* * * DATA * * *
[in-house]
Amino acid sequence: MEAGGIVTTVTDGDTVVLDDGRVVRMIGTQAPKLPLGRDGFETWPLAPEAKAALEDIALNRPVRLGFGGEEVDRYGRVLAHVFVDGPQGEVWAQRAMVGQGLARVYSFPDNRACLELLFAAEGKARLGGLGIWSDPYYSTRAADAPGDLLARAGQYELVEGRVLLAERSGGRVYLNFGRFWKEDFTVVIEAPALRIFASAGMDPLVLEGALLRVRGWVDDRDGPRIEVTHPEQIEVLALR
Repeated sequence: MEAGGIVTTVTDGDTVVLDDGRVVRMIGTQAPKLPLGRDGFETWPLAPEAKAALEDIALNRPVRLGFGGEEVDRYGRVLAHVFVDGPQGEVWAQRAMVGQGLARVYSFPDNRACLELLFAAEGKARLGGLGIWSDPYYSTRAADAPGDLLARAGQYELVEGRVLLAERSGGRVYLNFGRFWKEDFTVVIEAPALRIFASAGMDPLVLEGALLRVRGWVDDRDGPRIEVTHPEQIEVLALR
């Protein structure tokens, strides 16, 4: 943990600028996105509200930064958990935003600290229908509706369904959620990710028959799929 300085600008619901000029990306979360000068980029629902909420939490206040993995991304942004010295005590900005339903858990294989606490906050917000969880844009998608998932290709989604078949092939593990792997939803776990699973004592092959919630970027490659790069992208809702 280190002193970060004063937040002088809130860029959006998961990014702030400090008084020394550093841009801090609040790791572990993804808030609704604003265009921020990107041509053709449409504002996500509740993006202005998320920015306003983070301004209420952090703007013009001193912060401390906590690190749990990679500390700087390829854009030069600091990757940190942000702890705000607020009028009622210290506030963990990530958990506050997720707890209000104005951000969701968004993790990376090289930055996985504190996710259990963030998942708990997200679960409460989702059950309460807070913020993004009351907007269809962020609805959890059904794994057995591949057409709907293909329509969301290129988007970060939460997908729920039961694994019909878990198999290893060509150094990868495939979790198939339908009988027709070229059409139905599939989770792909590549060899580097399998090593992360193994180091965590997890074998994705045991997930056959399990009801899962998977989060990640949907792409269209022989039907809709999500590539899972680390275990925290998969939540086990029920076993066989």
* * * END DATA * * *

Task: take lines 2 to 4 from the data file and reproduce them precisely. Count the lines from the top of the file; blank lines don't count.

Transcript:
Amino acid sequence: MEAGGIVTTVTDGDTVVLDDGRVVRMIGTQAPKLPLGRDGFETWPLAPEAKAALEDIALNRPVRLGFGGEEVDRYGRVLAHVFVDGPQGEVWAQRAMVGQGLARVYSFPDNRACLELLFAAEGKARLGGLGIWSDPYYSTRAADAPGDLLARAGQYELVEGRVLLAERSGGRVYLNFGRFWKEDFTVVIEAPALRIFASAGMDPLVLEGALLRVRGWVDDRDGPRIEVTHPEQIEVLALR
Repeated sequence: MEAGGIVTTVTDGDTVVLDDGRVVRMIGTQAPKLPLGRDGFETWPLAPEAKAALEDIALNRPVRLGFGGEEVDRYGRVLAHVFVDGPQGEVWAQRAMVGQGLARVYSFPDNRACLELLFAAEGKARLGGLGIWSDPYYSTRAADAPGDLLARAGQYELVEGRVLLAERSGGRVYLNFGRFWKEDFTVVIEAPALRIFASAGMDPLVLEGALLRVRGWVDDRDGPRIEVTHPEQIEVLALR
């Protein structure tokens, strides 16, 4: 943990600028996105509200930064958990935003600290229908509706369904959620990710028959799929 300085600008619901000029990306979360000068980029629902909420939490206040993995991304942004010295005590900005339903858990294989606490906050917000969880844009998608998932290709989604078949092939593990792997939803776990699973004592092959919630970027490659790069992208809702 280190002193970060004063937040002088809130860029959006998961990014702030400090008084020394550093841009801090609040790791572990993804808030609704604003265009921020990107041509053709449409504002996500509740993006202005998320920015306003983070301004209420952090703007013009001193912060401390906590690190749990990679500390700087390829854009030069600091990757940190942000702890705000607020009028009622210290506030963990990530958990506050997720707890209000104005951000969701968004993790990376090289930055996985504190996710259990963030998942708990997200679960409460989702059950309460807070913020993004009351907007269809962020609805959890059904794994057995591949057409709907293909329509969301290129988007970060939460997908729920039961694994019909878990198999290893060509150094990868495939979790198939339908009988027709070229059409139905599939989770792909590549060899580097399998090593992360193994180091965590997890074998994705045991997930056959399990009801899962998977989060990640949907792409269209022989039907809709999500590539899972680390275990925290998969939540086990029920076993066989």